Tuesday, December 27, 2011

Happy Beginnings and Happy Endings

I've been trying to post this image since the 18th of December when my computer fainted. Things are still dodgy in the I.T. Department.

Friday, December 16, 2011

Taking Time at Inverewe

Scotland has always been compelling to me. The other day I found 'Oasis of the North,' by Dawn MacLeod ( Hutchinson, London, 1958 ), which made me stop and go back to a pace slower than I have to go at now.

The author left a career as a successful Civil Servant in London to follow her heart, take a plunge and accept an offer by her adopted aunt, Mairi Sawyer, to help at Inverewe, the famous 50-acre garden established by her father, Osgood MacKenzie.
The writing is self-effacing, observant. Dawn MacLeod was a newcomer, and obviously prepared to pull up her sleeves. From page 66, I quote:
"I opened the gate and locked it again behind the car, and as we rounded a bend a little low house came into view - perched on a green bank with wooded braes at the back of it, and a stream rushing past a few feet from the front porch. Glimpses of rugged hill appeared at the top of the glen, and down to our left Loch Kernsary reflected the sky. Some blackface sheep nibbled peacefully along the grassy banks of the burn, and a field of oats stood up, tall but yet unripe, inside a high deer-fence."
I am enthralled, not only to enter a slower and more orderly age, with an authenticity and naturalness that have been vanishing, but to read a book whose pace is unstrained, from an open mind.
No-one writes like this any more.
Inverewe, begun in 1862, now belongs to the National Trust for Scotland, having been gifted to it by Mairi Sawyer in the 1950s. I'm pleased to read that it contains many plants from the southern hemisphere, including eucalypts.
I can well understand how someone would chuck in their day job to be there, without knowing, exactly how things would turn out. Dawn MacLeod showed particular courage and faith in her inner feeling.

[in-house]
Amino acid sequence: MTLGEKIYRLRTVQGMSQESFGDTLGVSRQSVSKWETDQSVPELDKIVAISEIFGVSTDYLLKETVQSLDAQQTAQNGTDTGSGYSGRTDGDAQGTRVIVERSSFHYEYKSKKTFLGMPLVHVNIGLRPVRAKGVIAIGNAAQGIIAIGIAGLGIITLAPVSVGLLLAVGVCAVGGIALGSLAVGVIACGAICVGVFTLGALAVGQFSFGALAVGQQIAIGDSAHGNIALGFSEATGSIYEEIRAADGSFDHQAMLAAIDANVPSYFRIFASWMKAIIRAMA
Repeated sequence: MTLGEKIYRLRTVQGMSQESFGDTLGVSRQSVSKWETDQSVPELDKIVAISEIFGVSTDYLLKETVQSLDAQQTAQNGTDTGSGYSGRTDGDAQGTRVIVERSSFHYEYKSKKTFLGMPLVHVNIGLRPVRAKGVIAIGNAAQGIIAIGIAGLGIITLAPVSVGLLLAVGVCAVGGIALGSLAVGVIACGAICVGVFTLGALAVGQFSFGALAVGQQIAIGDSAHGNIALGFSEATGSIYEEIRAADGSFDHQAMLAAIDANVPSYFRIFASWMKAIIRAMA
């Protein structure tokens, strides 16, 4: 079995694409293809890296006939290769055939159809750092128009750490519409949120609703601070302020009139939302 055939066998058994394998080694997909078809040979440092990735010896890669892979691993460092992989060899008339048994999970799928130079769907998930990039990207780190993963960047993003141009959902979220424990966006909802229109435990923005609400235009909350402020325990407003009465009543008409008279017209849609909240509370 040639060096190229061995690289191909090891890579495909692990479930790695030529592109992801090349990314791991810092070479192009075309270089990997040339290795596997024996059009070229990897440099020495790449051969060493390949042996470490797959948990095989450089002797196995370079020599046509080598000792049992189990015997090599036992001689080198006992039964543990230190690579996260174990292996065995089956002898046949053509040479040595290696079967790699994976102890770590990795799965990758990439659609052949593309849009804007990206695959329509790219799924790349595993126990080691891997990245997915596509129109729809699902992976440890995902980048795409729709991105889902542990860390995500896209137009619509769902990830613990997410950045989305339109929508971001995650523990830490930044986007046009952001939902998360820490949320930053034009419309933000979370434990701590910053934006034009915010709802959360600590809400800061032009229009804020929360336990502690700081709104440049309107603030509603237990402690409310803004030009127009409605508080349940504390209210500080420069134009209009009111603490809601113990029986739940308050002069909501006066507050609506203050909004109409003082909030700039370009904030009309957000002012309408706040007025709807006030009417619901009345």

With grateful thanks to Hutchinson, to the author, and to the artist, William McLaren.

Saturday, December 10, 2011


It's difficult, having any number of interests, to focus on one, on and on. Gardening to me is a mainstay, in that it keeps me sane - as much as it may be construed as a form of insanity.
I don't understand the current insistence we have to allocate ourselves a singular identity, without reference to the subtleties and unknowns we all have within us. Life is so much broader.
Gardening, you will have come to see, is only part of what I do. I dislike being stigmatised with any one identity.
I am not sure if I'm a poet - only because, to me, it's a blessing that can be conferred only after some significant achievement. I have not managed that, preferring to be unrecognised than to be known for what I'm not. Achievement itself is utterly useless unless it has really been of benefit beyond any immediate acclaim.


He sweeps the floor
with hands over-used.
Days later,
he opens the door,
expecting no-one there,

no-one bold enough
to tread with certainty -

and is unstunned
to see there nothing.

And so, without a plan,
but only footsteps resolute,
he leaves the floors
he's swept
and all their endlessness.

Whereon, on his way,
he meets another wandering,

who, wandering, had never given up,
but had nowhere else to go.

Faisal Grant, 10/12/2011.

Friday, December 9, 2011

Not gardening, writing


Even starting to speak
takes air enough
to displace a planet.

It's impossible to begin
to find a word
commensurate with your question.
If I could ban it -

There is, though, a leak
of words. It's tough
to stand here, hearing

my attempt, a sin
if ever I heard
one. I am not a bastion,
but a channel, unfearing.

Faisal Grant, 09/12/2011.

Friday, December 2, 2011


Were I to awaken in a world beyond this one, without reference to all I've known, I'd hope to be fearless.
It might be perceived as a flight into another, or a renewed, state...
amongst an assembly of other entities, my former self dissembled.
I would have vanished then into a landscape where my liminality would experience new qualities.
Alert to other imperatives, the "I" I'd then be would have a new commision, and new exercise.
Never homeless, forever belonging in a universe so vast I would never locate any boundaries...
witness to an everlasting truth, with an evolution unending.